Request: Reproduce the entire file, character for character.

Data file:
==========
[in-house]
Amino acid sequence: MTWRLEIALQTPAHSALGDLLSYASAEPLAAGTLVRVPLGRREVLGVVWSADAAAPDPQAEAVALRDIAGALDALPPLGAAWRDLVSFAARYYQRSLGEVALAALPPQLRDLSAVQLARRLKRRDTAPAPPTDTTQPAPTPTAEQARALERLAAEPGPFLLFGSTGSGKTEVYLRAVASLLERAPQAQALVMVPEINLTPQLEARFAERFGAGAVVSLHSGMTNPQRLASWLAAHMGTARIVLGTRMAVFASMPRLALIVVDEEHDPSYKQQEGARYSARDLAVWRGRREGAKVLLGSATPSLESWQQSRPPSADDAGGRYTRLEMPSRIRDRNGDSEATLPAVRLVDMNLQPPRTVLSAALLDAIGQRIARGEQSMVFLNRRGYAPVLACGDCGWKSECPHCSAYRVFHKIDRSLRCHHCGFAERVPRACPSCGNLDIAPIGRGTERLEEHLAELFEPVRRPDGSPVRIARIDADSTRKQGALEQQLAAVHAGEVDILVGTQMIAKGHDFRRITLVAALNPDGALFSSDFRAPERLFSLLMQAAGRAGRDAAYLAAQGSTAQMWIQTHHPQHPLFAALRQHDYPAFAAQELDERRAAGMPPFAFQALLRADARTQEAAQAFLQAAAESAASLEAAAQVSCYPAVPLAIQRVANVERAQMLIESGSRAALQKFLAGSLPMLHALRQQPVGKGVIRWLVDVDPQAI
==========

[in-house]
Amino acid sequence: MTWRLEIALQTPAHSALGDLLSYASAEPLAAGTLVRVPLGRREVLGVVWSADAAAPDPQAEAVALRDIAGALDALPPLGAAWRDLVSFAARYYQRSLGEVALAALPPQLRDLSAVQLARRLKRRDTAPAPPTDTTQPAPTPTAEQARALERLAAEPGPFLLFGSTGSGKTEVYLRAVASLLERAPQAQALVMVPEINLTPQLEARFAERFGAGAVVSLHSGMTNPQRLASWLAAHMGTARIVLGTRMAVFASMPRLALIVVDEEHDPSYKQQEGARYSARDLAVWRGRREGAKVLLGSATPSLESWQQSRPPSADDAGGRYTRLEMPSRIRDRNGDSEATLPAVRLVDMNLQPPRTVLSAALLDAIGQRIARGEQSMVFLNRRGYAPVLACGDCGWKSECPHCSAYRVFHKIDRSLRCHHCGFAERVPRACPSCGNLDIAPIGRGTERLEEHLAELFEPVRRPDGSPVRIARIDADSTRKQGALEQQLAAVHAGEVDILVGTQMIAKGHDFRRITLVAALNPDGALFSSDFRAPERLFSLLMQAAGRAGRDAAYLAAQGSTAQMWIQTHHPQHPLFAALRQHDYPAFAAQELDERRAAGMPPFAFQALLRADARTQEAAQAFLQAAAESAASLEAAAQVSCYPAVPLAIQRVANVERAQMLIESGSRAALQKFLAGSLPMLHALRQQPVGKGVIRWLVDVDPQAI